ANSM warns about the proper use of drugs

Along with the British and the Germans, the French are among the biggest consumers of medicines in Europe. All the more reason to inform them of the proper use of therapies. The National Medicines Safety Agency (ANSM) is launching an information campaign on the proper use of medicines on Wednesday, June 7. A “major public health issue, an individual issue because misuse can have a deleterious impact for the patient and a social issue with a human and economic cost as a consequence”underlined Christelle Ratignier-Carbonneil, the director general of the ANSM, during a press conference, Tuesday, June 6.

Dose, frequency, duration of treatment, prescription, interaction, storage… The idea is to make the general public aware that if drugs are everyday products, they are not products like any other. Hence the message: “Medicines are not ordinary products, do not take them lightly”, which will be declined through four visuals, video and audio messages on the Internet, YouTube and social networks. This time, the ANSM is targeting all populations; in June 2021, she launched a campaign aimed at pregnant women.

To support her message, Christelle Ratignier-Carbonneil revealed the results of a survey entitled “Uses and behaviors relating to the prescription, dispensing and taking of medication” carried out in 2022 by Viavoice for the ANSM. We learn that three out of ten French people adapt themselves the dose or the duration of taking the drugs that have been prescribed to them, that one in five takes higher doses or several drugs at the same time to relieve symptoms more quickly. Nearly one in two French people give medicine to a loved one because they have the same symptoms and it is even one in ten who do it systematically or often. A potentially dangerous gesture in certain cases: ibuprofen or aspirin are, for example, prohibited in several categories of people, in particular pregnant women.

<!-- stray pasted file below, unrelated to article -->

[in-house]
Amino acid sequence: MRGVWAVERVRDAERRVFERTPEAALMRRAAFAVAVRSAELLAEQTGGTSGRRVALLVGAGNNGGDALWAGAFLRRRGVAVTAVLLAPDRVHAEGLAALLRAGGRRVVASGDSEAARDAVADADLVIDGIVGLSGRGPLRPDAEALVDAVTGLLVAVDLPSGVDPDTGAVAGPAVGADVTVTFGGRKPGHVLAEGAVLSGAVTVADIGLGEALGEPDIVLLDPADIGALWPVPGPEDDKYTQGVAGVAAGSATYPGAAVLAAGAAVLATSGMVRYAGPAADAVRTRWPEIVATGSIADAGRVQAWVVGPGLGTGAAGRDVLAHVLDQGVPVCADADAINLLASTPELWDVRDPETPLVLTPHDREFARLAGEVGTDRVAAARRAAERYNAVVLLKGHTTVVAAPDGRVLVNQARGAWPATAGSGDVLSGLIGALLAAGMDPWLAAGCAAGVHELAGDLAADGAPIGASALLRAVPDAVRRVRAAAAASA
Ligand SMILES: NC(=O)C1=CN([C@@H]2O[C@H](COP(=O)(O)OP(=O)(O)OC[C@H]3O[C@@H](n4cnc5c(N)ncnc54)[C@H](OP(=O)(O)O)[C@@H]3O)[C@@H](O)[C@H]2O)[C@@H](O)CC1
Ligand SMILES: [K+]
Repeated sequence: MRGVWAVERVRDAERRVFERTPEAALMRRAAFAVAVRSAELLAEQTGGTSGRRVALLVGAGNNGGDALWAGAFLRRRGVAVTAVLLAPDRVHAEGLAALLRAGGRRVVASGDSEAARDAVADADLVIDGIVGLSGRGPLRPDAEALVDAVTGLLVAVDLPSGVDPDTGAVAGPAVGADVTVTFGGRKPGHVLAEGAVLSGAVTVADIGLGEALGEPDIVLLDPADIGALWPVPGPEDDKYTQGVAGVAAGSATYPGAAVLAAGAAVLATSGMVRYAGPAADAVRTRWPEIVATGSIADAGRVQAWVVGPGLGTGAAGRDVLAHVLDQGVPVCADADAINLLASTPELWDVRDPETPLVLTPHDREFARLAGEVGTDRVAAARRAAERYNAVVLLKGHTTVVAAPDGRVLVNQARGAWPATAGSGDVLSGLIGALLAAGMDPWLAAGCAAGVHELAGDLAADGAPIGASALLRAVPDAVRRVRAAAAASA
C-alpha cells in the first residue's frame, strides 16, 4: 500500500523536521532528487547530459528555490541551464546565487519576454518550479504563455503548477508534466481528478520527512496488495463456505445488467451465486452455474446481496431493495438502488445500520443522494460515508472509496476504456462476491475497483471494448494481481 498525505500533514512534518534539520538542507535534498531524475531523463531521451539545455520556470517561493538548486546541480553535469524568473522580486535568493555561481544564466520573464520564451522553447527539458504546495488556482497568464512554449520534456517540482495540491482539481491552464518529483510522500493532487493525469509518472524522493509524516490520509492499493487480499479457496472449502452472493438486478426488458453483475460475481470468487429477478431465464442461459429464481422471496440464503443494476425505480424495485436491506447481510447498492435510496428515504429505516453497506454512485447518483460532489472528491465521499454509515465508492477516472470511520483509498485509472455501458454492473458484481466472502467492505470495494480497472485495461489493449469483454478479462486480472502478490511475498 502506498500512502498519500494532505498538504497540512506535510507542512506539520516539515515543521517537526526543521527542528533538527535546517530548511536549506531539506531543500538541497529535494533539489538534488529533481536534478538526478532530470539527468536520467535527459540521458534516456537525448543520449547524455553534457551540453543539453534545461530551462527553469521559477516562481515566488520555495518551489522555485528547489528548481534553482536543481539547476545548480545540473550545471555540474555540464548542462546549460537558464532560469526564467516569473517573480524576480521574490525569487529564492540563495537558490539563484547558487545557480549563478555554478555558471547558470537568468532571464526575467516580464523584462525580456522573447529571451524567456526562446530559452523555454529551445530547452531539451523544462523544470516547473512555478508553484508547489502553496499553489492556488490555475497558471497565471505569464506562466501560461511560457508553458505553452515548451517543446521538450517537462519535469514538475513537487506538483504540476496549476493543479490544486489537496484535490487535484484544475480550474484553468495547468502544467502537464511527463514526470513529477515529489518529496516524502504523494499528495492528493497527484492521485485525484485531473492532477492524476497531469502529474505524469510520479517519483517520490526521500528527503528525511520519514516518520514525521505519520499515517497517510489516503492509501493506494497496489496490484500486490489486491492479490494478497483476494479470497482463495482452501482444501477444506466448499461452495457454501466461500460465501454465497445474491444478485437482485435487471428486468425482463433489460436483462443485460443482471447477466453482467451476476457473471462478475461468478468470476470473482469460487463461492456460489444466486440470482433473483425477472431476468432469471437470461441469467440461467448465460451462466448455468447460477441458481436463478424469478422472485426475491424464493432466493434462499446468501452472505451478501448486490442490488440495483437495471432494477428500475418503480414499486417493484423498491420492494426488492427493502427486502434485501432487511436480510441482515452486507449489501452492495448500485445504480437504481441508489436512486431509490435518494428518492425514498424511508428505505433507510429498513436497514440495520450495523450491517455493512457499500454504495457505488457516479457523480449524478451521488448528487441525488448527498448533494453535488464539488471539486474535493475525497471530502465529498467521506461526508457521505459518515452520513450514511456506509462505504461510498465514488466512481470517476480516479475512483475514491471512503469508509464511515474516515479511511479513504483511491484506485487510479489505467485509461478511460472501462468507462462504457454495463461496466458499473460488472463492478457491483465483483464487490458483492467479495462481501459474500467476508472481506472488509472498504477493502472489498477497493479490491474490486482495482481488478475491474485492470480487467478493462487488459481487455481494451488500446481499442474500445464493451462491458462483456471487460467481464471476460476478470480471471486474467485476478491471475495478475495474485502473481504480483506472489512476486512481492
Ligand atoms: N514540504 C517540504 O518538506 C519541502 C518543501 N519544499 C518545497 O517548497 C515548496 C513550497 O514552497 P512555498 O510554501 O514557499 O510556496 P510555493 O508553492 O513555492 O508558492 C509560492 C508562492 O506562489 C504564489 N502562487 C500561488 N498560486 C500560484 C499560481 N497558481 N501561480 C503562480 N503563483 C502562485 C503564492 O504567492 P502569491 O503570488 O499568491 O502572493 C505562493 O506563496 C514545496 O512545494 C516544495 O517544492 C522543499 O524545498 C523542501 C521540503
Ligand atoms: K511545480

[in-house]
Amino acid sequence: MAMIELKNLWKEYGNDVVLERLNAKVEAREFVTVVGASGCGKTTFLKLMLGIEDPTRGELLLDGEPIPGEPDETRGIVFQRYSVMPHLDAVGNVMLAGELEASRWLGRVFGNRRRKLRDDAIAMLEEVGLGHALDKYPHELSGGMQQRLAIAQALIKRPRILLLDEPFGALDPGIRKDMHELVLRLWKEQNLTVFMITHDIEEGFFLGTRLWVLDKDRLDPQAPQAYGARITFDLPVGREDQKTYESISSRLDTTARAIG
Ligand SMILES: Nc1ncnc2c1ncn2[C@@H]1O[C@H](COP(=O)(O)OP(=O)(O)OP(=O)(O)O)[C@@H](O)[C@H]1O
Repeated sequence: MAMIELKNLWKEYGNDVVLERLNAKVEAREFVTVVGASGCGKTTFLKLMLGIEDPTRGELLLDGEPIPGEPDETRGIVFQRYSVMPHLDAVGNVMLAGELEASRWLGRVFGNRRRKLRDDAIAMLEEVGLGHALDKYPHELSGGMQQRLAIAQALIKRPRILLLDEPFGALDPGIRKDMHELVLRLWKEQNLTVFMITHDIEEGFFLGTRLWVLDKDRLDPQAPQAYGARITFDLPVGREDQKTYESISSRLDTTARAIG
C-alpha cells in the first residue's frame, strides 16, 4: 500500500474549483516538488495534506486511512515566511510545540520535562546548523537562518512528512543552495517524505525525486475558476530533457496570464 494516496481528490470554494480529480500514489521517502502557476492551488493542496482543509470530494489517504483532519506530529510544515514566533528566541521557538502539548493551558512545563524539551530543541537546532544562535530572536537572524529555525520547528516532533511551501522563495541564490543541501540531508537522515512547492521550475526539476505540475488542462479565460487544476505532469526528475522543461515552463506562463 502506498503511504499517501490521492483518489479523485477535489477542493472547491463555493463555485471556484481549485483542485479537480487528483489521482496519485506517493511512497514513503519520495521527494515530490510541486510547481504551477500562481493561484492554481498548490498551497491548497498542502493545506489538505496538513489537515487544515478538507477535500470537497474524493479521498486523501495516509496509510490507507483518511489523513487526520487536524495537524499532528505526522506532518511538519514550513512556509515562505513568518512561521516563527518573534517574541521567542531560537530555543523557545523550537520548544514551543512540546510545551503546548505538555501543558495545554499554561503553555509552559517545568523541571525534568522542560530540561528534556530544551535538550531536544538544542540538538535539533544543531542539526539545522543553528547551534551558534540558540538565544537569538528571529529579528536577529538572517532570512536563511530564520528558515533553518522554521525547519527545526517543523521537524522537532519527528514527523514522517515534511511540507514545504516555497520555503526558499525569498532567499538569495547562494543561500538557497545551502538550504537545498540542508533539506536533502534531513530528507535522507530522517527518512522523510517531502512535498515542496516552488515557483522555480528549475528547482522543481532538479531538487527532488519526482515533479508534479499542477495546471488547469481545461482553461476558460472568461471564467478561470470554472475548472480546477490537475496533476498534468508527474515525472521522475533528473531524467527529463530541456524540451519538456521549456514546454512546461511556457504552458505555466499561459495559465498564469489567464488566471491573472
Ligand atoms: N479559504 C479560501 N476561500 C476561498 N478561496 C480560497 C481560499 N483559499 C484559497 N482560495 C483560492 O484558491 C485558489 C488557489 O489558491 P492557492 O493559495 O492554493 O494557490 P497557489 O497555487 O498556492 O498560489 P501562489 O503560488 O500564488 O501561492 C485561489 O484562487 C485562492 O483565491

“Perceived as an ordinary product”

Two out of three French people also keep unused medicines for next time. Finally, 34% consider it rather risky or not risky at all to take a drug whose use-by date has expired. However, an expired or poorly preserved product can lose its effectiveness or be contaminated by bacteria.

Among young people aged 18 to 24, one in three forgets to take their medication and one in five takes higher doses or uses several medications at the same time. “There is a real need to understand what a drug is and what it is not”insists Ratignier-Carbonneil.

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